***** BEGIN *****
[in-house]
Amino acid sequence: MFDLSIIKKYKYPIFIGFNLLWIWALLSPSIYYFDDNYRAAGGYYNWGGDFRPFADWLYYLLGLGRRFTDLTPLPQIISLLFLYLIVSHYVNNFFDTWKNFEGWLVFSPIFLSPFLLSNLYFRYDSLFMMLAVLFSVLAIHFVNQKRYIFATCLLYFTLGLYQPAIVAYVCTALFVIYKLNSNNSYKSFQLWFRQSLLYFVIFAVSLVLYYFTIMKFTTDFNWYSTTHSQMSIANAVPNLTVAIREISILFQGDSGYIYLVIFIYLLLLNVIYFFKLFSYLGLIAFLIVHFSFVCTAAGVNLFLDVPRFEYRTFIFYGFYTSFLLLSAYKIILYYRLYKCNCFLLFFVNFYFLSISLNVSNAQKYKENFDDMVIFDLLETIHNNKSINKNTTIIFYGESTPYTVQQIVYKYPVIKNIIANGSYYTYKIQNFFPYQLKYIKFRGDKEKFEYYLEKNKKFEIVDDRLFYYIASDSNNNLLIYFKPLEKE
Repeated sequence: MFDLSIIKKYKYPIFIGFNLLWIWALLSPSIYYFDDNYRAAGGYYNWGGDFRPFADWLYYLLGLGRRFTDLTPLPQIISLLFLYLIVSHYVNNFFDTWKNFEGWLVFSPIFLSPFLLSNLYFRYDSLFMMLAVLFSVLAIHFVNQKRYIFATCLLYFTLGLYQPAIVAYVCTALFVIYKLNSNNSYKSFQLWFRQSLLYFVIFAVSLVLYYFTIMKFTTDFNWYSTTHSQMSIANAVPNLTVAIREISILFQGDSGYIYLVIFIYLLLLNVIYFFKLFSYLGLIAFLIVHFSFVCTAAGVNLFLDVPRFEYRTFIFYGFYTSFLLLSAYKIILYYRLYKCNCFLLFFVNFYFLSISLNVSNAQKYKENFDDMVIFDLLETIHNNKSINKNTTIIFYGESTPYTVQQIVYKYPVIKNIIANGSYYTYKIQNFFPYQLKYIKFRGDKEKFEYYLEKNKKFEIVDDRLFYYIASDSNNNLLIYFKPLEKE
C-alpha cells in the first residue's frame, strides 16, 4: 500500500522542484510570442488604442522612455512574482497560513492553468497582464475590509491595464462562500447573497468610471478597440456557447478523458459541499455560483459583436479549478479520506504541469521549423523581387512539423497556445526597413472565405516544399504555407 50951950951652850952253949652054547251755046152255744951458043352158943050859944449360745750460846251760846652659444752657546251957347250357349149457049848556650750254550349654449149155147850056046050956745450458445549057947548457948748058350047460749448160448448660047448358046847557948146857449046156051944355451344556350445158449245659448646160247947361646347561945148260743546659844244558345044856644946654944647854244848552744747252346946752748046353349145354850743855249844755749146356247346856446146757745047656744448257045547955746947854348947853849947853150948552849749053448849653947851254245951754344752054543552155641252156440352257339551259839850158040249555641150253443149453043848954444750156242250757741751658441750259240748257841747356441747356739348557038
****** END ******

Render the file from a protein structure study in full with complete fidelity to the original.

[in-house]
Amino acid sequence: MFDLSIIKKYKYPIFIGFNLLWIWALLSPSIYYFDDNYRAAGGYYNWGGDFRPFADWLYYLLGLGRRFTDLTPLPQIISLLFLYLIVSHYVNNFFDTWKNFEGWLVFSPIFLSPFLLSNLYFRYDSLFMMLAVLFSVLAIHFVNQKRYIFATCLLYFTLGLYQPAIVAYVCTALFVIYKLNSNNSYKSFQLWFRQSLLYFVIFAVSLVLYYFTIMKFTTDFNWYSTTHSQMSIANAVPNLTVAIREISILFQGDSGYIYLVIFIYLLLLNVIYFFKLFSYLGLIAFLIVHFSFVCTAAGVNLFLDVPRFEYRTFIFYGFYTSFLLLSAYKIILYYRLYKCNCFLLFFVNFYFLSISLNVSNAQKYKENFDDMVIFDLLETIHNNKSINKNTTIIFYGESTPYTVQQIVYKYPVIKNIIANGSYYTYKIQNFFPYQLKYIKFRGDKEKFEYYLEKNKKFEIVDDRLFYYIASDSNNNLLIYFKPLEKE
Repeated sequence: MFDLSIIKKYKYPIFIGFNLLWIWALLSPSIYYFDDNYRAAGGYYNWGGDFRPFADWLYYLLGLGRRFTDLTPLPQIISLLFLYLIVSHYVNNFFDTWKNFEGWLVFSPIFLSPFLLSNLYFRYDSLFMMLAVLFSVLAIHFVNQKRYIFATCLLYFTLGLYQPAIVAYVCTALFVIYKLNSNNSYKSFQLWFRQSLLYFVIFAVSLVLYYFTIMKFTTDFNWYSTTHSQMSIANAVPNLTVAIREISILFQGDSGYIYLVIFIYLLLLNVIYFFKLFSYLGLIAFLIVHFSFVCTAAGVNLFLDVPRFEYRTFIFYGFYTSFLLLSAYKIILYYRLYKCNCFLLFFVNFYFLSISLNVSNAQKYKENFDDMVIFDLLETIHNNKSINKNTTIIFYGESTPYTVQQIVYKYPVIKNIIANGSYYTYKIQNFFPYQLKYIKFRGDKEKFEYYLEKNKKFEIVDDRLFYYIASDSNNNLLIYFKPLEKE
C-alpha cells in the first residue's frame, strides 16, 4: 500500500522542484510570442488604442522612455512574482497560513492553468497582464475590509491595464462562500447573497468610471478597440456557447478523458459541499455560483459583436479549478479520506504541469521549423523581387512539423497556445526597413472565405516544399504555407 50951950951652850952253949652054547251755046152255744951458043352158943050859944449360745750460846251760846652659444752657546251957347250357349149457049848556650750254550349654449149155147850056046050956745450458445549057947548457948748058350047460749448160448448660047448358046847557948146857449046156051944355451344556350445158449245659448646160247947361646347561945148260743546659844244558345044856644946654944647854244848552744747252346946752748046353349145354850743855249844755749146356247346856446146757745047656744448257045547955746947854348947853849947853150948552849749053448849653947851254245951754344752054543552155641252156440352257339551259839850158040249555641150253443149453043848954444750156242250757741751658441750259240748257841747356441747356739348557038